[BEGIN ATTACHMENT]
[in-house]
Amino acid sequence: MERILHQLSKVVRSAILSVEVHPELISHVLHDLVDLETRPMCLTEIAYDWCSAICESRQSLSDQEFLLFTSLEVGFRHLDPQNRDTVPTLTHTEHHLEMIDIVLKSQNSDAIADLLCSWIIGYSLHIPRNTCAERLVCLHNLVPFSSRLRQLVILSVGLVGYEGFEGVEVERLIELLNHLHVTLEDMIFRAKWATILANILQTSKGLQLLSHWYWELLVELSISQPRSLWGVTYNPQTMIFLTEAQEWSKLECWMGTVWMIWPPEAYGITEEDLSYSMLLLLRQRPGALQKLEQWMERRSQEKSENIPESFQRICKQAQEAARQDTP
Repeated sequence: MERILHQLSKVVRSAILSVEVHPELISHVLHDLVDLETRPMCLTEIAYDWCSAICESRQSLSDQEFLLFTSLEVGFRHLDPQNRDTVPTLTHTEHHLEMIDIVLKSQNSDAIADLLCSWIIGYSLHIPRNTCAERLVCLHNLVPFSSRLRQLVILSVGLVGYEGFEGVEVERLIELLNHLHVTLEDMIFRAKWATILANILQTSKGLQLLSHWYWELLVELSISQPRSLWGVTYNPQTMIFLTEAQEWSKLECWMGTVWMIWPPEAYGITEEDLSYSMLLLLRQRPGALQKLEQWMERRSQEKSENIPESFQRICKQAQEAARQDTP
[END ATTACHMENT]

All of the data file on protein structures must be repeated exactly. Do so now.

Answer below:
[in-house]
Amino acid sequence: MERILHQLSKVVRSAILSVEVHPELISHVLHDLVDLETRPMCLTEIAYDWCSAICESRQSLSDQEFLLFTSLEVGFRHLDPQNRDTVPTLTHTEHHLEMIDIVLKSQNSDAIADLLCSWIIGYSLHIPRNTCAERLVCLHNLVPFSSRLRQLVILSVGLVGYEGFEGVEVERLIELLNHLHVTLEDMIFRAKWATILANILQTSKGLQLLSHWYWELLVELSISQPRSLWGVTYNPQTMIFLTEAQEWSKLECWMGTVWMIWPPEAYGITEEDLSYSMLLLLRQRPGALQKLEQWMERRSQEKSENIPESFQRICKQAQEAARQDTP
Repeated sequence: MERILHQLSKVVRSAILSVEVHPELISHVLHDLVDLETRPMCLTEIAYDWCSAICESRQSLSDQEFLLFTSLEVGFRHLDPQNRDTVPTLTHTEHHLEMIDIVLKSQNSDAIADLLCSWIIGYSLHIPRNTCAERLVCLHNLVPFSSRLRQLVILSVGLVGYEGFEGVEVERLIELLNHLHVTLEDMIFRAKWATILANILQTSKGLQLLSHWYWELLVELSISQPRSLWGVTYNPQTMIFLTEAQEWSKLECWMGTVWMIWPPEAYGITEEDLSYSMLLLLRQRPGALQKLEQWMERRSQEKSENIPESFQRICKQAQEAARQDTP